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In the Philippines, Amihan refers to the season dominated by the trade winds, which are experienced in the Philippines as a cool northeast wind. [1] It is characterized by moderate temperatures, little or no rainfall in the central and western part of Luzon and Visayas, and a prevailing wind from the east. On the east coast of Luzon it brings drizzling rainfall and squalls. The effect on Mindanao is relatively less than in the northern part of the country.


As a rule of thumb, the Philippines' amihan weather pattern begins sometime in November or December and ends sometime in May or June. There may, however, be wide variations from year to year. [2]

Throughout the rest of the year, the Philippines experiences the west or southwest wind; south west monsoon, [1] which in turn is referred to as the Habagat. The habagat season is characterized by hot and humid weather, frequent heavy rainfall, and a prevailing wind from the western parts.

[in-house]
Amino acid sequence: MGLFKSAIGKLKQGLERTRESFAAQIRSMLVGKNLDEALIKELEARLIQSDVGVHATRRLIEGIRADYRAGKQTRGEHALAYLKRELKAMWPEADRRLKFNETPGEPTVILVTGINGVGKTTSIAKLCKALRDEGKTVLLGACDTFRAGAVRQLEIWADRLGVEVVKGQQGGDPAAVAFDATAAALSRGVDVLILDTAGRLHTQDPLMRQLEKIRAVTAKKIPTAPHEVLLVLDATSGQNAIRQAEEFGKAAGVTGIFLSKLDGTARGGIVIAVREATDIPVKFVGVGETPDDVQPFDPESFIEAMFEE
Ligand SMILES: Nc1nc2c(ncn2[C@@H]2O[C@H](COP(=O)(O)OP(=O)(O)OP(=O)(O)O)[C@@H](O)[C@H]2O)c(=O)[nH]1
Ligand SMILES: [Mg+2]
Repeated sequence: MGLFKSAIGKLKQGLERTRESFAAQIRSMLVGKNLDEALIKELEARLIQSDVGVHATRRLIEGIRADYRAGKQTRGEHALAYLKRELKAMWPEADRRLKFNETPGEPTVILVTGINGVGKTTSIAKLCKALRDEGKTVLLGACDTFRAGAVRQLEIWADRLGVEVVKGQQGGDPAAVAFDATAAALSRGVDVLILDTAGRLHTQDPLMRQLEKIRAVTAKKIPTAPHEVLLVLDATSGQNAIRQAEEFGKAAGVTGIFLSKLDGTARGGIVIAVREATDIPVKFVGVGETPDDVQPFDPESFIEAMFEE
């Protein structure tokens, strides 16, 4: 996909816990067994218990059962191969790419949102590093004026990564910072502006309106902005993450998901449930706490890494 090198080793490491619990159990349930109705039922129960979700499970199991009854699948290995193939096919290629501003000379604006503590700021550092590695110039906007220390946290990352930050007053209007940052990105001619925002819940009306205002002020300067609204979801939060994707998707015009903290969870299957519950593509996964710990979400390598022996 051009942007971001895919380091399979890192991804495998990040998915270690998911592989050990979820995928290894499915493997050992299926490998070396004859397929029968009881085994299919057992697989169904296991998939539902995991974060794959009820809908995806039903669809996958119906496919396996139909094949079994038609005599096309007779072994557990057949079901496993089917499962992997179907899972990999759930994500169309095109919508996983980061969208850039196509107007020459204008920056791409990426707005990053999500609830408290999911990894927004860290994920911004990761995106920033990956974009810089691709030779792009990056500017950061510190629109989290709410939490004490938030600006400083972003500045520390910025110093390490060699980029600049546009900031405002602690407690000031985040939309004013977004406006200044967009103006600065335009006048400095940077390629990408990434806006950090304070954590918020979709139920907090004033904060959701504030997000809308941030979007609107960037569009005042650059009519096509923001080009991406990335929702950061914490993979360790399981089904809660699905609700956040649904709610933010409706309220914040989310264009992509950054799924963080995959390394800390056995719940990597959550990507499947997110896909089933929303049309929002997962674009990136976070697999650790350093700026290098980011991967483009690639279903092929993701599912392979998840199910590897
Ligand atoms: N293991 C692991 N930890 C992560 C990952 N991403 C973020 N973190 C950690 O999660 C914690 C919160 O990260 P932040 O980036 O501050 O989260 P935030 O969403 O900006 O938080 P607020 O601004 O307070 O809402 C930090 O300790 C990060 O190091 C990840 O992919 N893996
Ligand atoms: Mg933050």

The main indicator of the switch between the amihan and habagat seasonal patterns is the switch in wind direction. In most years this transition is abrupt and occurs overnight. In some years there is a period of perhaps a week or two where the wind will switch between amihan and habagat patterns several times before settling into the pattern for the new season to come.

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  1. 1 2 English, Fr. Leo James (2004). Tagalog-English Dictionary. Manila: Congregation of the Most Holy Redeemer. ISBN   971-08-4357-5.
  2. "Philippines : Weather". Lonely Planet (travel guidebook).